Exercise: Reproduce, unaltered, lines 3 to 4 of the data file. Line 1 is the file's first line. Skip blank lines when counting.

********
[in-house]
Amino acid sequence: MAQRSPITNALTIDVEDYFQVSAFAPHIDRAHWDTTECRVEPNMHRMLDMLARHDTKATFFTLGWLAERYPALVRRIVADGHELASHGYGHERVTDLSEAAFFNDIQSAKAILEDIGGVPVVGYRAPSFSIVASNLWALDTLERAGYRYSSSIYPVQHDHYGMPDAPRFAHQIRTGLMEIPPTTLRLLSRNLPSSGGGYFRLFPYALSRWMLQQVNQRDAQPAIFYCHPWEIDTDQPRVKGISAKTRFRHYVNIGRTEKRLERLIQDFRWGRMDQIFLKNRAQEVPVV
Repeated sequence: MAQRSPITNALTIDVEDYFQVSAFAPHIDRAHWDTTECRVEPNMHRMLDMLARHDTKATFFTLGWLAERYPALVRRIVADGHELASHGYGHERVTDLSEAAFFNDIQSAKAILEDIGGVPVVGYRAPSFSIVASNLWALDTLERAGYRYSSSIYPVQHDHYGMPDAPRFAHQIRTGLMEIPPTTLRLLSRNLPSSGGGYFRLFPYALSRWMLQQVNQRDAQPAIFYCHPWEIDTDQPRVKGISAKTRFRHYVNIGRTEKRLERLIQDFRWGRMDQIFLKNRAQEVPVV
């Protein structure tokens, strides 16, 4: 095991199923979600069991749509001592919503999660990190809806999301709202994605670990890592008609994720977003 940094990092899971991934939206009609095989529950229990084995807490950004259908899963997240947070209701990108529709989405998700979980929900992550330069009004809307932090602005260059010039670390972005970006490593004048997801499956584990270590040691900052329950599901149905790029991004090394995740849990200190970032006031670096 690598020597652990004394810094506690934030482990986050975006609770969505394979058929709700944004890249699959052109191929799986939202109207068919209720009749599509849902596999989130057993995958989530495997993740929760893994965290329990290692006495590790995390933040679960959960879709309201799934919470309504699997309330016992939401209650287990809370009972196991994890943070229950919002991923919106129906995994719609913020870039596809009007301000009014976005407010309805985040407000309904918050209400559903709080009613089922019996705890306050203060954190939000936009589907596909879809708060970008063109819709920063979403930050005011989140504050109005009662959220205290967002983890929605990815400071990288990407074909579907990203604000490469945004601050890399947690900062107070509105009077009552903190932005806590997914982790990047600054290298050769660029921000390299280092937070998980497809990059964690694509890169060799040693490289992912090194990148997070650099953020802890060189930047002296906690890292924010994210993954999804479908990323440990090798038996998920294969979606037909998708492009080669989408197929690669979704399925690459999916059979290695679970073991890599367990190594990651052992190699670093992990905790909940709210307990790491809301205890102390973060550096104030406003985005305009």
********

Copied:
Repeated sequence: MAQRSPITNALTIDVEDYFQVSAFAPHIDRAHWDTTECRVEPNMHRMLDMLARHDTKATFFTLGWLAERYPALVRRIVADGHELASHGYGHERVTDLSEAAFFNDIQSAKAILEDIGGVPVVGYRAPSFSIVASNLWALDTLERAGYRYSSSIYPVQHDHYGMPDAPRFAHQIRTGLMEIPPTTLRLLSRNLPSSGGGYFRLFPYALSRWMLQQVNQRDAQPAIFYCHPWEIDTDQPRVKGISAKTRFRHYVNIGRTEKRLERLIQDFRWGRMDQIFLKNRAQEVPVV
């Protein structure tokens, strides 16, 4: 095991199923979600069991749509001592919503999660990190809806999301709202994605670990890592008609994720977003 940094990092899971991934939206009609095989529950229990084995807490950004259908899963997240947070209701990108529709989405998700979980929900992550330069009004809307932090602005260059010039670390972005970006490593004048997801499956584990270590040691900052329950599901149905790029991004090394995740849990200190970032006031670096 690598020597652990004394810094506690934030482990986050975006609770969505394979058929709700944004890249699959052109191929799986939202109207068919209720009749599509849902596999989130057993995958989530495997993740929760893994965290329990290692006495590790995390933040679960959960879709309201799934919470309504699997309330016992939401209650287990809370009972196991994890943070229950919002991923919106129906995994719609913020870039596809009007301000009014976005407010309805985040407000309904918050209400559903709080009613089922019996705890306050203060954190939000936009589907596909879809708060970008063109819709920063979403930050005011989140504050109005009662959220205290967002983890929605990815400071990288990407074909579907990203604000490469945004601050890399947690900062107070509105009077009552903190932005806590997914982790990047600054290298050769660029921000390299280092937070998980497809990059964690694509890169060799040693490289992912090194990148997070650099953020802890060189930047002296906690890292924010994210993954999804479908990323440990090798038996998920294969979606037909998708492009080669989408197929690669979704399925690459999916059979290695679970073991890599367990190594990651052992190699670093992990905790909940709210307990790491809301205890102390973060550096104030406003985005305009």